Lopingian is the third of the three epoches of the Permian period. The Lopingian climate was hot and arid. This epoch saw one the largest deserts of all time, in the middle of the supercontinent Pangaea. Monsoons most likely prevailed in the coasts or a little further inland. There were probably fewer glaciers than in the previous epoch. By the beginning of the epoch saw the extinction of the dominating Dinocephalians therapsids and many remaining pelycosaurs. They were replaced by smaller therapsids, the Gorgonopsians, Therocephalians, and the cynodonts. Other animals, such as the Pareiasaurs replaced the herbivorous dinocephalians, while many animals such as tetrapods, insects, etc., were abundant on land as small to medium sized creatures. In the seas, life was abundant. This all came to a sudden halt, when an unknown mass extinction ended Lopingian, and of course the Paleozoic Era. This was the Permian-Triassic extinction event, the greatest mass extinction of the history of earth. The Cretaceous–Tertiary extinction event pales on comparison with this event. About 90% of all species in the sea died out, as did over 75% of all land species. By the time the extinction stopped, life on land and sea were virtually empty, although survivors have come to fill the empty void. The era of Paleozoic was over, and the era of Mesozoic era had begun. The epoch is followed by Early Triassic Epoch.

The Lopingian epoch constitutes the last subdivision of the Permian, following the Guadalupian. It is divided into two unequal epochs, the long Wuchiapingian and the short (only about 2 million years) Changhsingian. The Lopingian, Wuchiapingian and Changhsingian are named after Chinese localities where fossils and rock strata of this age occur in a good and mostly unbroken series. As part of the current revision of Permian stratigraphy, "Lopingian" and "Guadalupian" have replaced earlier terms like "Upper Permian", "Zechstein", "Tartarian", and "Dzulfinan" in international usage (although the latter three terms are still applied locally).

The Lopingian epoch lasted about as long as the preceding Guadalupian, approximately 9 million years. This was a period of great stress for eco-systems, as the climate continued to dry and the single large continent of Pangea did not provide much room for diversity (the more isolated islands and continents, the more species). Throughout the Permian period the numbers of invertebrate species tends to decrease. At the end of the Lopingian there is a period of enormous vulcanism (in what is now Siberia), which further stresses ecosystems by introducing acid rain into the atmosphere. Finally, at the end of the period there appears to have been either a tremendous period of vulcanism or an extraterrestrial impact (possibly a comet or giant asteroid similar to the one that killed the dinosaurs), as 95% of species of living beings suddenly die out within a very short period. The Paleozoic era comes to an end and new species inherit the globe.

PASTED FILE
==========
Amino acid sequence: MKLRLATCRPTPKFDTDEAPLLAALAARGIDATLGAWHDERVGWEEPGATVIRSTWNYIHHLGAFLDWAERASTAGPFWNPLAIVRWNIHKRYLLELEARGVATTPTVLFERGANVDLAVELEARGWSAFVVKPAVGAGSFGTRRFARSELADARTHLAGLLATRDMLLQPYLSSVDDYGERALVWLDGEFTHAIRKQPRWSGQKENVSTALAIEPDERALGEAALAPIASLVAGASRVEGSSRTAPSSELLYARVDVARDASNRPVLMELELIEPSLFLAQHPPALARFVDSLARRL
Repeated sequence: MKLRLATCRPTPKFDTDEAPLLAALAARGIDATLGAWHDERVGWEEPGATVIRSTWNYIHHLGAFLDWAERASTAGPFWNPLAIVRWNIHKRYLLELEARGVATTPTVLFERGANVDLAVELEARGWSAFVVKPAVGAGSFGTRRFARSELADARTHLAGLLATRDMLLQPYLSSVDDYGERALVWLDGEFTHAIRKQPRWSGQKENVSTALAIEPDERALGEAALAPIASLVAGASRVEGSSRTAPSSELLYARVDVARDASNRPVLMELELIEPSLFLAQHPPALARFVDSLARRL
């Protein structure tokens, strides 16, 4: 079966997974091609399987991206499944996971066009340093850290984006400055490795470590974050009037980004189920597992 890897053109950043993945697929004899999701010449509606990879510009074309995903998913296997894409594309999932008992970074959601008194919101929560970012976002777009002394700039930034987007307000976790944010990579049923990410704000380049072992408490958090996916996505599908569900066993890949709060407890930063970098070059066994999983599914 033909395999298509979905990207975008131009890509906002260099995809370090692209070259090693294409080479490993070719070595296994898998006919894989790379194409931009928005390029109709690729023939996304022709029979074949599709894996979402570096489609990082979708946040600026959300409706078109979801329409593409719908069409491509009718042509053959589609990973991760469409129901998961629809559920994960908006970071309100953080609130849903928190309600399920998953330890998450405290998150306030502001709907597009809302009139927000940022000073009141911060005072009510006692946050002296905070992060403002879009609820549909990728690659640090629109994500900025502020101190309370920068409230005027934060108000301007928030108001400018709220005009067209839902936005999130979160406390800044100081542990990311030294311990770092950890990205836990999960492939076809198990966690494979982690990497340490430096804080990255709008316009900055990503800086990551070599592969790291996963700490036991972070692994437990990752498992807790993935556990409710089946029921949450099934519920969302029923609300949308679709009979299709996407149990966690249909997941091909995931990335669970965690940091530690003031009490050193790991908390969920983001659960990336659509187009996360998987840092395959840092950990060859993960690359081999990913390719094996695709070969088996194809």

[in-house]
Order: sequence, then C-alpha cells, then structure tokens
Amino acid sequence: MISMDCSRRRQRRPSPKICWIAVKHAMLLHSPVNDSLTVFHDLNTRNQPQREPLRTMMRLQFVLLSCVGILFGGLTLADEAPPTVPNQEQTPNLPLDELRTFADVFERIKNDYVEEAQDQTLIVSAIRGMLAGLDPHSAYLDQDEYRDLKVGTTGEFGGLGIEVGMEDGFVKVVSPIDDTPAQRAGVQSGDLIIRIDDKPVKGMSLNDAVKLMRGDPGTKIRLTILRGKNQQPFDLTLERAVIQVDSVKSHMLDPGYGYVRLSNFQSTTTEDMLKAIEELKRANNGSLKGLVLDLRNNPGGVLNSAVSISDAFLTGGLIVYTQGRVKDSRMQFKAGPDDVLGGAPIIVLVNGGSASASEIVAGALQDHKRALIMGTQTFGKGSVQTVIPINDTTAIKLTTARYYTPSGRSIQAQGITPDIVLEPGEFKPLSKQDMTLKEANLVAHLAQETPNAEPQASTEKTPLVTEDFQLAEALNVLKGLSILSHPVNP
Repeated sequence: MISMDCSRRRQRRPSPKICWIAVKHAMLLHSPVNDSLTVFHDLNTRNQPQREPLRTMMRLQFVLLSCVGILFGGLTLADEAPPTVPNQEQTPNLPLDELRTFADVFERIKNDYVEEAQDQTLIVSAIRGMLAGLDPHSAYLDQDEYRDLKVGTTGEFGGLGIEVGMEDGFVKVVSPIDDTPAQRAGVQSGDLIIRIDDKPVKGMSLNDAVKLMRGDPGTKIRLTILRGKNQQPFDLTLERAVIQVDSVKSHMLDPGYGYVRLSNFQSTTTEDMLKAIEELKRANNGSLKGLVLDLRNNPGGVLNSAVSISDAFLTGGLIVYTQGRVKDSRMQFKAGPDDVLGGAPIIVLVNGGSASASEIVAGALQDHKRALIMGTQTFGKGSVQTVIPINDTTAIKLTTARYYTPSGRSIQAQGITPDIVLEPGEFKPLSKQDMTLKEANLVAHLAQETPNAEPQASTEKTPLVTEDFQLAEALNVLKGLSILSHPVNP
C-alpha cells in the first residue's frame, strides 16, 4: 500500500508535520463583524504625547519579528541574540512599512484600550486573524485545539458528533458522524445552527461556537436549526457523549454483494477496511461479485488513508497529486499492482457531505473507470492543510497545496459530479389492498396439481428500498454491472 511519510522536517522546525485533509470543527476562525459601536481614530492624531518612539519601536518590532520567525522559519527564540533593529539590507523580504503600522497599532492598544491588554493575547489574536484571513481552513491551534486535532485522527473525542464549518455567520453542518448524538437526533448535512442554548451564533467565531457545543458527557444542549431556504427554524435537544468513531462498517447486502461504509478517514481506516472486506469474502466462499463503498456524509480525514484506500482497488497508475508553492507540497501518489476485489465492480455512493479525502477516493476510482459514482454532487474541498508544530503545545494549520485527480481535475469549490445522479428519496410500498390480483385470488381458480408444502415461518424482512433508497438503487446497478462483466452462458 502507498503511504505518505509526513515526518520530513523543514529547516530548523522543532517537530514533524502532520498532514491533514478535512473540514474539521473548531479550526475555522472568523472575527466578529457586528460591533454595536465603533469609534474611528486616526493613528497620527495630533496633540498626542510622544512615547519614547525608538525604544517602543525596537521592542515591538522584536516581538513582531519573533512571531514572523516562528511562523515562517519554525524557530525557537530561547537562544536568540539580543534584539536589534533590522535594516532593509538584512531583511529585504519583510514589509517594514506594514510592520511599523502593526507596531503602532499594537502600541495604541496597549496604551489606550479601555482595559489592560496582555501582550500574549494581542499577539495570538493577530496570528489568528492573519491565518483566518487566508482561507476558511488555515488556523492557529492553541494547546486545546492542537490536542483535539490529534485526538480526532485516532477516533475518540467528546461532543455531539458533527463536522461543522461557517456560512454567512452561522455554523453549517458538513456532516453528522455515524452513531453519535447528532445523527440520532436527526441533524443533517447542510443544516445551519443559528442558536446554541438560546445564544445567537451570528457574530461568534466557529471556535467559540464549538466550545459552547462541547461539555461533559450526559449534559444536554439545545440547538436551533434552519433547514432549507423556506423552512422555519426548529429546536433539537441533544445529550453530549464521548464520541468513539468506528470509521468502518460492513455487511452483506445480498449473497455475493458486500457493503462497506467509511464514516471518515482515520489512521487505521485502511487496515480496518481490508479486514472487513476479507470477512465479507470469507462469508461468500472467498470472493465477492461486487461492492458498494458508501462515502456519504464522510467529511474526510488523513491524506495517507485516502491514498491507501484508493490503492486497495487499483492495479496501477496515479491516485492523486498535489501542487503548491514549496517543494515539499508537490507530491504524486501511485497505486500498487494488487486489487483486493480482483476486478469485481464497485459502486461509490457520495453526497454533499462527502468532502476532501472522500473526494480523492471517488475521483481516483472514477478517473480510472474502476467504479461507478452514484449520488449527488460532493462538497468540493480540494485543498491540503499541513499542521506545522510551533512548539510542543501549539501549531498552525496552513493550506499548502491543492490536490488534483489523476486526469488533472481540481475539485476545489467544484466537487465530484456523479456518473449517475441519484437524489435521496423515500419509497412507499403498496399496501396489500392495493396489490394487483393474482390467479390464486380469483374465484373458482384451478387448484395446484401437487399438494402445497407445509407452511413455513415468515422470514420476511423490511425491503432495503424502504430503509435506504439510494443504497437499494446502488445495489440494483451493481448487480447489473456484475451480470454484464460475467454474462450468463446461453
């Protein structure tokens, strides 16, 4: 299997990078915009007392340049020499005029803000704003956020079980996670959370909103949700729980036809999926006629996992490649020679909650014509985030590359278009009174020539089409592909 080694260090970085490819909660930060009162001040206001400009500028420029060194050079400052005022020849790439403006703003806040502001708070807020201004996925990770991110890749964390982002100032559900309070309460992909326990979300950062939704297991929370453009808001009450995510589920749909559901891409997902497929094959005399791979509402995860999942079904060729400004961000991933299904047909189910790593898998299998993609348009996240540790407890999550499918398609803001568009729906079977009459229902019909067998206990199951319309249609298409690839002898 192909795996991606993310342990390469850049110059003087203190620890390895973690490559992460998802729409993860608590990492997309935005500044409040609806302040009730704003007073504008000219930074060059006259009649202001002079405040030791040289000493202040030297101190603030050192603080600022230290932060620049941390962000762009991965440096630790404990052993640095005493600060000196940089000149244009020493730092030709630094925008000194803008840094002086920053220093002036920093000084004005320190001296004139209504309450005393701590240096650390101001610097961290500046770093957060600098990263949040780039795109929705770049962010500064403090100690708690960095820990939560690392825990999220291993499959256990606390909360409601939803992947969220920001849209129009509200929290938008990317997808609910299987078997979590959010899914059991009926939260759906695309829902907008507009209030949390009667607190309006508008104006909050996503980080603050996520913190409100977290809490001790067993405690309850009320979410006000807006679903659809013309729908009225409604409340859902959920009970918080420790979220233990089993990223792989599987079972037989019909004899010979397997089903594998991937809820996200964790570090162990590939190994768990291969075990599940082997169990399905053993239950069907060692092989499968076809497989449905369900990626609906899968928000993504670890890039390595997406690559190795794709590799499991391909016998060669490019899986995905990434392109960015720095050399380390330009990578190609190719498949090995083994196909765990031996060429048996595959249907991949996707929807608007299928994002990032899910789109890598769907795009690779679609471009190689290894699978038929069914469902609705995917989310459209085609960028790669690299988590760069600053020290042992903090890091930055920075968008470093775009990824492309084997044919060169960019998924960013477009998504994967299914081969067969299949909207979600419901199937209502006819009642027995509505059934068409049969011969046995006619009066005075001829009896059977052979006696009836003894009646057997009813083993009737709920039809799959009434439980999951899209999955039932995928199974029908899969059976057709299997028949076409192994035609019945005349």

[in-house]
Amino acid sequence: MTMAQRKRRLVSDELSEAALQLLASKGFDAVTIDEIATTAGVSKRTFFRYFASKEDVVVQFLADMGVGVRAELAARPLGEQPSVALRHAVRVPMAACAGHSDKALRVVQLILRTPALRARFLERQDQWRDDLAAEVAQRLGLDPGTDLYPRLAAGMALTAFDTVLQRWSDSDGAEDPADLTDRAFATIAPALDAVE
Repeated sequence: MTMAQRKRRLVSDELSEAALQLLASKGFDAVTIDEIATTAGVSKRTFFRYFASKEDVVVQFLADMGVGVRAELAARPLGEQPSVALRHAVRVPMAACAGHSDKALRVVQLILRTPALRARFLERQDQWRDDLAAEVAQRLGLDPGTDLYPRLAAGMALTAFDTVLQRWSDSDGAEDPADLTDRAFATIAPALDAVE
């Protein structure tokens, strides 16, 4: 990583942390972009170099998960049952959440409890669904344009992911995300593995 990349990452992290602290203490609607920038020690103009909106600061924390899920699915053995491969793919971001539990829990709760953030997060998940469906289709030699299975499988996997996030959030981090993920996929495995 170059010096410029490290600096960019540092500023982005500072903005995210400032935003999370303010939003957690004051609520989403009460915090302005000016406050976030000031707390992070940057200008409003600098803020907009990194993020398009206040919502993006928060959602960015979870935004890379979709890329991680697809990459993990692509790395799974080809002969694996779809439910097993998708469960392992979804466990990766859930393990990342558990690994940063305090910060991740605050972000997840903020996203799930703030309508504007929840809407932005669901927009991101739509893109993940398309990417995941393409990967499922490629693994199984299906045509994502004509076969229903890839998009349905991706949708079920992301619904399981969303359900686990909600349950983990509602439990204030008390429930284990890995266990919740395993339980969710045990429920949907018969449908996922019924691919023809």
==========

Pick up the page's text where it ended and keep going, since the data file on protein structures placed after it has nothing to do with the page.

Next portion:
Lopingian TetrapodsEdit

In the dry late Permian environment many types of synapsids and reptiles flourished. The giant eotitanosuchids and dinocephalians of the Middle Permian had vanished, but the big pareiasaurs were still around, sharing the world with various types of more advanced therapsids that had likewise survived, including the large gorgonopsians like Gorgonops the small to medium-sized therocephalians, the newly evolved and very mammal-like cynodonts like Procynosuchus, and an astonishing diversity of herbivorous dicynodonts. A great many small insectivorous lizard-like diapsid reptiles, like Paliguana, inhabited the landscape, most of which, curiously, had hind-legs much longer than their forelimbs (clearly an adaptation to bipedal locomotion, like the frill-necked lizard of Australia today). Finally, the basal tetrapods, although reduced in numbers, were nevertheless present and included animals of large size. The aquatic rhinesuchid and capitosaurian temnospondyls were clearly the successors of the Middle Permian melosaurs and early Permian eryopids, both of which they resembled closely in size, appearance, and no doubt habits as well.

As the biggest animals around, the fearsome looking, but herbivorous, pareiasaurs were nevertheless not free of danger. They had outlasted the carnivorous anteosaurian dinocephalians, but now the previously small and insignificant gorgonopsians had evolved to large forms (up to the size of a modern lion or bear) to take their place. These animals, the equivalent of the sabre-toothed cat of the Cenozoic era, used their enormous canines to bring down the ox- to rhino sized pareiasaurs. Gorgonopsians and pareiasaurs may even have formed a "co-adaptive pair" (like the Smilodon-mammoth 'relationship' of the Pleistocene); the gorgonopsians evolved in larger, more robust and larger fanged forms (for example Dinogorgon and Inostrancevia) whereas their pareiasaur prey become more armoured (for example Pareiasaurus and Scutosaurus). Both groups became simultaneously extinct and the end of the Permian.

Permian period
Asselian | Sakmarian
Artinskian | Kungurian
Roadian | Wordian

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